"Backroads to Byzantium"

By The Sun Jester

The fourth album from Irish hard rockers Glyder opens with the thunderous, chugging "Chronicled Deceit". In 2011, it is fantastic to hear a band wearing its influences on its sleeve while embracing modern production values and sensibilities. The twin guitar attack switches from a gritty, blues-soaked attack to a melodic approach that sticks in your memory. Des McEvoy's drumming grabs my attention. Too many hard rock and metal drummers play with power but could not swing from a rope. McEvoy swings and propels the songs along with superior drumming. Glyder shifts gears with the up-tempo "Long Time Gone". The band pulls off the trick of writing songs with mass appeal while still holding onto their hard rock credentials. The brooding "Fade to Dust" tackles the subject of mortality and the passage of time. Vocalist Jackie Robinson shines and the guitar solo sends the song to another level. It captures the universal confusion, anger, defiance, and fear we feel when facing our own mortality. "Even If I Don't Know Where I'm Gonna Go" sports another great chorus and conjures up echoes of Uriah Heep and Thin Lizzy. The first four songs of this album are solid rock and roll and draw the listener in with their combination of accessibility and soul.

"Don't Make Their Mistake" is a strong number. Lead singer Jackie Robinson delivers the song's message, never compromising your beliefs and being willing to fight for them, with passion and conviction.  The mood fits in with the preceding songs. This album is dark and intense, despite the soaring guitars, and depicts the world in a realistic manner. There are no wizards, rainbows, or mystical gypsy women in this music. Through their songs, Glyder gives us a realistic picture of the world. The next song, "Down and Out", depicts a once prosperous man left homeless on the streets. The song weaves a thick atmosphere of regret and sorrow. The guitar solo, tinged with wah-wah, is outstanding.  Glyder knows how to build a song. While it is not a revolutionary technique, notice how the band brings this song full circle by closing when they return to the soft sounds heard at the beginning. "Something She Knows" sees the band making another big stylistic shift. The song seems ideal for radio with its energetic and bright music and it embraces mainstream music even more completely than "Long Time Gone". It is a bit light for your humble reviewer, but once again, the band shows they are not content to be pigeonholed. We find ourselves standing in familiar territory with the next song, "Two Wrongs". The song opens with a great guitar riff and has a strong, up-tempo chorus. "End of the Line" is a dark number concerning itself with the environment and warning of dire consequences for our continued inaction. This song is a bit short for me and seems under-developed, but another terrific guitar solo and tight, straight-ahead drumming redeem its shortcomings. The album's closing song, "Motions of Time", is the best stylistic shift on this album. Setting their electric guitars aside, the band picks up their acoustics. The song shows their versatility as musicians and, once again, their innate gift for songwriting and structure. This is the perfect song to close the album.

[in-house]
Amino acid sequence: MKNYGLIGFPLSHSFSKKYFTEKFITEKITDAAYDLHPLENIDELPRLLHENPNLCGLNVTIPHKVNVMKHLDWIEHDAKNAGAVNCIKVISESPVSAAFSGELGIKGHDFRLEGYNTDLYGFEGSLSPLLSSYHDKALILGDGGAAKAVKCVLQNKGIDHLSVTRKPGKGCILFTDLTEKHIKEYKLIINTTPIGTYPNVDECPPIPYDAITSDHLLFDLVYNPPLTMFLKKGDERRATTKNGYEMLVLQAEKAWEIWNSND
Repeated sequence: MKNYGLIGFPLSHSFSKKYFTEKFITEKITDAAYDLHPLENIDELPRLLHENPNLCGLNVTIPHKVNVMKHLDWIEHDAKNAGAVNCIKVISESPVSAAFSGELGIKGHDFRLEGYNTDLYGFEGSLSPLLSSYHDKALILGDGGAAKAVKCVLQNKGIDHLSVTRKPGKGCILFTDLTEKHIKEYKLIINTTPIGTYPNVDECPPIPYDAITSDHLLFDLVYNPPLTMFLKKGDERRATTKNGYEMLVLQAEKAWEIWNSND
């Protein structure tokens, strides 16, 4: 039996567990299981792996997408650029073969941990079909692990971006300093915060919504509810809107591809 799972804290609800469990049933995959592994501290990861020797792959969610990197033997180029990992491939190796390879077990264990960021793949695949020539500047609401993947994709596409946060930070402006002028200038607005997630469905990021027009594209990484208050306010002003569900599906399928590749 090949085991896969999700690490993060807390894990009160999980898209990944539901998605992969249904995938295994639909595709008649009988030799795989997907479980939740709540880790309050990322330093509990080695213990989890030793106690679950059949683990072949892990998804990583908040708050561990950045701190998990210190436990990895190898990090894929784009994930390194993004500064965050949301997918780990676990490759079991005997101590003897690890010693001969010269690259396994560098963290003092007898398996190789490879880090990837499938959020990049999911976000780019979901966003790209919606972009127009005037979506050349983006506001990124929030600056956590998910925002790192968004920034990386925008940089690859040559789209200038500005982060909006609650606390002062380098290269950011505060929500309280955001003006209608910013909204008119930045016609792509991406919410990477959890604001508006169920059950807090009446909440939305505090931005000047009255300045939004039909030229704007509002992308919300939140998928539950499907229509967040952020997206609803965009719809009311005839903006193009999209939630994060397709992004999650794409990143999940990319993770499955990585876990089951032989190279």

Glyder deserves every word of critical acclaim they have received in their brief existence. If you like passionate, focused, and creative hard rock bands, Glyder is a band for you. With albums such as this, Glyder is destined for a long and memorable career.